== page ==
Though Rory’s relationship with grief was much subtler than Emily’s or Lorelei’s (and maybe should have been less subtle…), her grandfather shaped so much of her. She was running for so much of this story, grasping– leaving boxes here and there. She wouldn’t be who she was without Lorelei, but she also wouldn’t be the same without Richard and Emily.
5. But as much as I lovelove the desk, Rory sitting there with the blue light of her Mac lighting up her face in her grandfather’s inner sanctum– I’m pissed she wrote the book.
I was so damn proud of Lorelei for telling Rory “no.” I wanted Rory to respect that, not to talk about how she needed it. I wanted Lorelei to get the boundaries she asked for. It became, as it often does in this show, first about Rory’s desires– not even her needs, just her wants.
And, more than that– Rory counters Lorelei’s desire for privacy with the argument that this book is the only thing that inspires her right now, the only thing that’s easy. Uh, okay? Why is your ease more important than your mother’s ownership of her own story? I’m a writer, so maybe this pisses me off more than your average viewer– but writing is work. This is not about easy and hard. Writing’s something you pour time and effort into. You write when you’re inspired, when you’re not, when you love the words and when you hate them– you put things down on paper.
And Rory’s not just a writer– she’s someone who’s trying to make a living as a journalist and/or non-fiction author. How on earth is she paying her bills? Did she write a single article that whole year? My god, child– write about lines in NYC. Become a staff member on the website that’s begging for you– and go into your interview with pitches, like a goddamn professional. Did she forget she had to earn things? Rory has this tendency to have things handed to her, and I can never tell if the show knows. Take notes on River Song, the eccentric feminist academic– ask questions instead of doodling. There was a book there, absolutely, but Rory wasn’t putting in the work.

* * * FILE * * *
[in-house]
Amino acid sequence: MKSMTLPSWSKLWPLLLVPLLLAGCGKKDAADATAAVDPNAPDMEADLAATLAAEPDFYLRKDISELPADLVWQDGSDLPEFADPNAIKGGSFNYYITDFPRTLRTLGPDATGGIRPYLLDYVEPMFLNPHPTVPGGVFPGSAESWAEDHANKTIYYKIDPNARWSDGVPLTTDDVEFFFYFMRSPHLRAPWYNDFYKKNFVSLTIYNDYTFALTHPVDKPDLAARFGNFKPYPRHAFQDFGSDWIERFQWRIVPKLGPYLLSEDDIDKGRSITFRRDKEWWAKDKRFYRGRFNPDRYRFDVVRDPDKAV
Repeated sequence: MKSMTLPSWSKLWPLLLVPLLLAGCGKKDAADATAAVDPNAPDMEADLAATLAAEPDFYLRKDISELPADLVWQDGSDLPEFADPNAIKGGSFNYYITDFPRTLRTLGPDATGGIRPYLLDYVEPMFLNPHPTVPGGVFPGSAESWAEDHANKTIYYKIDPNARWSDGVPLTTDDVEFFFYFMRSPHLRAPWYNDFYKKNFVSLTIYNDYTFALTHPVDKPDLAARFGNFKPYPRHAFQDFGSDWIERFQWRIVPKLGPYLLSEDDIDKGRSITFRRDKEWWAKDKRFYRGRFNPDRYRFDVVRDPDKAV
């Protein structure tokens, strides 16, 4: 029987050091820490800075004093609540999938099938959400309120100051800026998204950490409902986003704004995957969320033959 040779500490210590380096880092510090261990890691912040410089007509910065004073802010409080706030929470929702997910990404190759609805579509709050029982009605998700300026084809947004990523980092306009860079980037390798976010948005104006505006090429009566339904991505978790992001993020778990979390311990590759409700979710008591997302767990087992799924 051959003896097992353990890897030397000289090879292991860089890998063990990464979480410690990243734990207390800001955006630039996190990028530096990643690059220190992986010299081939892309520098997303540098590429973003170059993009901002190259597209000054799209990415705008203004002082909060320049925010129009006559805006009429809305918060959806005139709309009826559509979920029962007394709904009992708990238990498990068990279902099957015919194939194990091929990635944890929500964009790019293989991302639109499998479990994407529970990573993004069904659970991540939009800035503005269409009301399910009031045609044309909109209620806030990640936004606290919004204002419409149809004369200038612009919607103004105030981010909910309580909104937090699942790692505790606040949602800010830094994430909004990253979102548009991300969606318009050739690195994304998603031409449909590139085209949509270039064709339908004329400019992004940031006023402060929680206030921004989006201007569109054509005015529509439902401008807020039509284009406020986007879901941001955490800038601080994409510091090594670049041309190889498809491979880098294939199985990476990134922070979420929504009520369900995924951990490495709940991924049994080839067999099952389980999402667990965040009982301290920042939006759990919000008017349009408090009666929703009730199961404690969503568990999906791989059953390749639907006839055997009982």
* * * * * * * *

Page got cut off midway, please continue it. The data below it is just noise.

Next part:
And when Lorelei tells you she doesn’t want her story told, Rory, you listen.
I wanted Rory at that desk, face lit up in the dim light, comfortable in her grandfather’s legacy and love, but I wanted her to be writing something else.
Write about Star’s Hollow, this absurd cast of lovely characters and public shenanigans. There are books and books there– imagine the stories Miss Patty could tell.
about Richard, or go up to Nantucket and ask Emily about her life, her
loves, her successes and failures and triumphs. In high school Rory once
made a piece on asphalt seem fascinating; she can handle pulling
some interest out of decades of backstabbing and intrigue in New
England upper crusts, especially with Emily “I’ll say bullshit all I
like” Gilmore’s help.
Be a goddamn professional, Rory Gilmore. And buy some underwear.